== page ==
Gov. Andrew Cuomo unveiled his executive budget Tuesday afternoon, which closes a $3.5 billion budget deficit through an extensive government reform program, that will not enact new taxes.
Cuomo said he anticipates $2 billion in savings will come from eliminating duplications in government. He highlighted his plan to overhaul education and bring $25 billion in economic activity to New York through private-public partnerships. He said he also plans to enact mandate relief and pension reform.
“Year after year things were just added to it, and it just grew it, and grew it, and grew it,” Cuomo said about the size of government in New York. He cited that New York State contracts more than 140,000 service providers, accounting for 1/3 of the state’s budget. He said executive compensation to contractors would be addressed in the coming budget.
“You find out government hasn’t been organized at all,” Cuomo said. The governor is expecting to find huge savings, about $2 billion, in the elimination of the duplicated services. He said, for example, that 13 agencies administer 91 job training programs in the state, about half of them through the department of labor alone.
Perhaps the most onerous of reforms for local governments are for school districts, he said. In order to avoid losing $700 million in federal “Race to the Top” education funding, Cuomo said he will create a proposal for new teacher evaluations in the 30-day budget amendment if the state education department and teachers’ unions cannot resolve a lawsuit within 30 days.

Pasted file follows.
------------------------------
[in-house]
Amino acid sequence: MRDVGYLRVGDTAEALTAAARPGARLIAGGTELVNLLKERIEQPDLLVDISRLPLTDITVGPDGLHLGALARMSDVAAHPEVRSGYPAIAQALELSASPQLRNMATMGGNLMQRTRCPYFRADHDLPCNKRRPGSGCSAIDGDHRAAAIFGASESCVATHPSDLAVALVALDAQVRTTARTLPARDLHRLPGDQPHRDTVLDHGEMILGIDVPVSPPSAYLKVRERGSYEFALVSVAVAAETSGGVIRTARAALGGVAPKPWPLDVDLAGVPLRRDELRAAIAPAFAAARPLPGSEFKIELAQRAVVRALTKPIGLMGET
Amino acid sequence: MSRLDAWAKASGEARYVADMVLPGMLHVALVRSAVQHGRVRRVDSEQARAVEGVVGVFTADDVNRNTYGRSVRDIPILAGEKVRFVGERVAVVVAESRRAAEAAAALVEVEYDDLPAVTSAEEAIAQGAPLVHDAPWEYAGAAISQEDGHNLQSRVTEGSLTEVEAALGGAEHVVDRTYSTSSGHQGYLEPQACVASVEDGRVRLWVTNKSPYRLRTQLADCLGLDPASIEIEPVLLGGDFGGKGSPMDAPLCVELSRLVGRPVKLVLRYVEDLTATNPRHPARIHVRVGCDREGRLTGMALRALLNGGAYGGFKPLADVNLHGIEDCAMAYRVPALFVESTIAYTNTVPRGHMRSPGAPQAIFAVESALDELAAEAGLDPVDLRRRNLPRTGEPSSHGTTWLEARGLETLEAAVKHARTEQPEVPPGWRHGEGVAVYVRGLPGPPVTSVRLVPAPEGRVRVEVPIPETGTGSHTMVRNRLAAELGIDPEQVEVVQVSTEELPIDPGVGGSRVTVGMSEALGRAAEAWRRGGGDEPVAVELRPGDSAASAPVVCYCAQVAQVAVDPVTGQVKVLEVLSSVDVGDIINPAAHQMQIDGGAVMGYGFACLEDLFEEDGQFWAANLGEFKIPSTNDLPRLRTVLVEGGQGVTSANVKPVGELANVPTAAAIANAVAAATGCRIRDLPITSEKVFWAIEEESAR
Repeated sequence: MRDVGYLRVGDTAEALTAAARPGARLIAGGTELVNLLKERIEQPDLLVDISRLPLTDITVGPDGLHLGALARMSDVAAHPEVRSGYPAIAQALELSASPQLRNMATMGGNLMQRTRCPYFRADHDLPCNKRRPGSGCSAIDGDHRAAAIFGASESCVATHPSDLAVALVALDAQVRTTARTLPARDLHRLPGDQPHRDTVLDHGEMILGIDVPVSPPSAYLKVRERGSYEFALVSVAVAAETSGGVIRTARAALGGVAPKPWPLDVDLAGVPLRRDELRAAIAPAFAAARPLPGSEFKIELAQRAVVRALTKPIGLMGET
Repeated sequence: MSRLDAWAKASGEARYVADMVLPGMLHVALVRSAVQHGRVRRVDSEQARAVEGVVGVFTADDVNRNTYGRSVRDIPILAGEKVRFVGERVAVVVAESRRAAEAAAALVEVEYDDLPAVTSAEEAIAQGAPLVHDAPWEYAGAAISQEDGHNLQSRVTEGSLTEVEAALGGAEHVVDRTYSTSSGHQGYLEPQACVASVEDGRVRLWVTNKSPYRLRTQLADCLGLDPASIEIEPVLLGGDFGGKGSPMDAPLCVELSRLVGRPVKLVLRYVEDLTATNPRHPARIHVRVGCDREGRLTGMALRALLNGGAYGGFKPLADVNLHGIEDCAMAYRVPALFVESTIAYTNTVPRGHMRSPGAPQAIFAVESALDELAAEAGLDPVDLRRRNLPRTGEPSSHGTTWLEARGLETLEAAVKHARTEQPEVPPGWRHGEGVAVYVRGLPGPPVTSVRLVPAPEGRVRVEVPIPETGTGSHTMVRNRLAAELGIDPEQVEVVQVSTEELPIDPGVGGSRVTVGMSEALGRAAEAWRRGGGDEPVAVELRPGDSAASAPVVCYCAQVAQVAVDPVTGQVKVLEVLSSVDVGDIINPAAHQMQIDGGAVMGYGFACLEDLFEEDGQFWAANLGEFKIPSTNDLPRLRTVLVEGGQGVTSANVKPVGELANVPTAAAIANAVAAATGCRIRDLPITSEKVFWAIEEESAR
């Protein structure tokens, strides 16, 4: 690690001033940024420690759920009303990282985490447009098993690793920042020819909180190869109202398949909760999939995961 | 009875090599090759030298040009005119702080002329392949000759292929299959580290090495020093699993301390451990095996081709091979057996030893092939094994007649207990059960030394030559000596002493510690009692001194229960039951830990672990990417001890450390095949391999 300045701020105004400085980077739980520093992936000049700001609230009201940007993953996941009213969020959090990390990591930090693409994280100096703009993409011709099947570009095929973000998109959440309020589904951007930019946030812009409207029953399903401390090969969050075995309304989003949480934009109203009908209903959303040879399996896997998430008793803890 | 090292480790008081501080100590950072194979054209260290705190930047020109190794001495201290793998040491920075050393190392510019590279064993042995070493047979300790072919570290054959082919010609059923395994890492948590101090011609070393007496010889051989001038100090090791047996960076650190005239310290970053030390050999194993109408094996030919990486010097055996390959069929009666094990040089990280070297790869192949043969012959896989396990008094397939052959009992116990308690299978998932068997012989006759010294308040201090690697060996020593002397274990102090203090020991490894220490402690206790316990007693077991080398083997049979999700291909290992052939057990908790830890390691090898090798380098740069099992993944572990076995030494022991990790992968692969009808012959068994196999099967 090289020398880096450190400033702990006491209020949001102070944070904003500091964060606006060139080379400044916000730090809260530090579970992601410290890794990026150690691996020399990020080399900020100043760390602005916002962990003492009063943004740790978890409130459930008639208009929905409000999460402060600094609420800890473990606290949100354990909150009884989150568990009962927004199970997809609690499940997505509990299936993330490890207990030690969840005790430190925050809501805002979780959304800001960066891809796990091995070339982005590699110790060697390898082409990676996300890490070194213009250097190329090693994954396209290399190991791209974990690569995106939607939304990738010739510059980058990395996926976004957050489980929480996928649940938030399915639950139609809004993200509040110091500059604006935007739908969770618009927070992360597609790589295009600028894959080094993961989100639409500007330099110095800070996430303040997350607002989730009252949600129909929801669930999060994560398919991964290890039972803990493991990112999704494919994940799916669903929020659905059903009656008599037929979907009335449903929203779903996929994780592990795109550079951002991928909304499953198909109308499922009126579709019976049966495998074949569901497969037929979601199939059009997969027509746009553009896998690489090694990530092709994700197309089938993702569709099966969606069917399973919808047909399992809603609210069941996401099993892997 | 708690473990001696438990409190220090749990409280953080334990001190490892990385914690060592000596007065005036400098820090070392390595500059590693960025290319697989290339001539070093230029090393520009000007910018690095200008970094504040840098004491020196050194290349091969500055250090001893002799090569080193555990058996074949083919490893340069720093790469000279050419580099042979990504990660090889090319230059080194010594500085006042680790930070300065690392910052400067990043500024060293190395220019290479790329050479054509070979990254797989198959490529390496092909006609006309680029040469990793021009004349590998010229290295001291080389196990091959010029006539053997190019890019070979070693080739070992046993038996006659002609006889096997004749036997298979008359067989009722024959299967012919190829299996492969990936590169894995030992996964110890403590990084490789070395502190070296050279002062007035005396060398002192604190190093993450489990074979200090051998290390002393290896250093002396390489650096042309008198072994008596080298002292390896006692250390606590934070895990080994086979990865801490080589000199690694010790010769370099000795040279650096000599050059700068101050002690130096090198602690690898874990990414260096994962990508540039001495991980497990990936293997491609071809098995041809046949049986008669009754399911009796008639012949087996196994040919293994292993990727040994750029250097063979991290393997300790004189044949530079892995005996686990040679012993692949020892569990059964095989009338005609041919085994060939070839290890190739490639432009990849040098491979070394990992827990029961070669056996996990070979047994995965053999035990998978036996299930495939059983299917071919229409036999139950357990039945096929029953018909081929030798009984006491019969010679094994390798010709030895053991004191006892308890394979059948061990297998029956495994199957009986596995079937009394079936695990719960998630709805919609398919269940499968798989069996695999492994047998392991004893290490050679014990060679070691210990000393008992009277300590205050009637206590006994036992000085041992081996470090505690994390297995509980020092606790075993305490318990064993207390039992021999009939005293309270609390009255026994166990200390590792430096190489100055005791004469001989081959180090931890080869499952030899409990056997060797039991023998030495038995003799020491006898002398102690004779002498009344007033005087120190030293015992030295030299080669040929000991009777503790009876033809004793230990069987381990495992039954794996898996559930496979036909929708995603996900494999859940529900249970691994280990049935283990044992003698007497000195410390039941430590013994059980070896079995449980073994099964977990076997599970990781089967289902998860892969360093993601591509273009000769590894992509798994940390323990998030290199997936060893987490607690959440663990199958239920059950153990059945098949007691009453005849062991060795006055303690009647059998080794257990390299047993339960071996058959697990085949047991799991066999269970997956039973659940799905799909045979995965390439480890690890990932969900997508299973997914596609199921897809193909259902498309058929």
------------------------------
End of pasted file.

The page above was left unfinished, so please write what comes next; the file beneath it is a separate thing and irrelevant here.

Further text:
Local school districts will risk losing increased state aid if the new teacher evaluations, yet to be proposed, are not enacted by January 2013. The governor also proposed $805 million in increased education aid, 76 percent of the increase will go to high needs districts, the rest of the aid increase will be linked to implementation of new teacher evaluations.
The governor also said he will introduce legislation to enact a Tier VI to the state’s pension plan, which he says will be 50 percent cheaper to the state than current pension tiers.
The governor proposed relieving counties of some Medicaid expenses. Currently, counties must pay any increase in Medicaid contributions 3 percent or lower. In the governor’s budget, the state will gradually take more than 100 percent of increased Medicaid contributions, essentially capping counties' contribution to Medicaid.
Speaking to fellow legislators toward the end of his speech, Cuomo said a legislator had approached him before his speech and said some of the proposals in the State of the State and the budget would be difficult to enact.
“What we’re talking about here are major shifts, don’t underestimate what we’re trying to achieve,” Cuomo said. The reform plans have been dubbed “ambitious” by many legislators at all levels of government. The governor said that Albany had “created a sense of optimism and hope,” last year in no small part by passing an on-time budget.
“The best thing we did last year was we regained the public trust, and that is a great gift,” Cuomo said.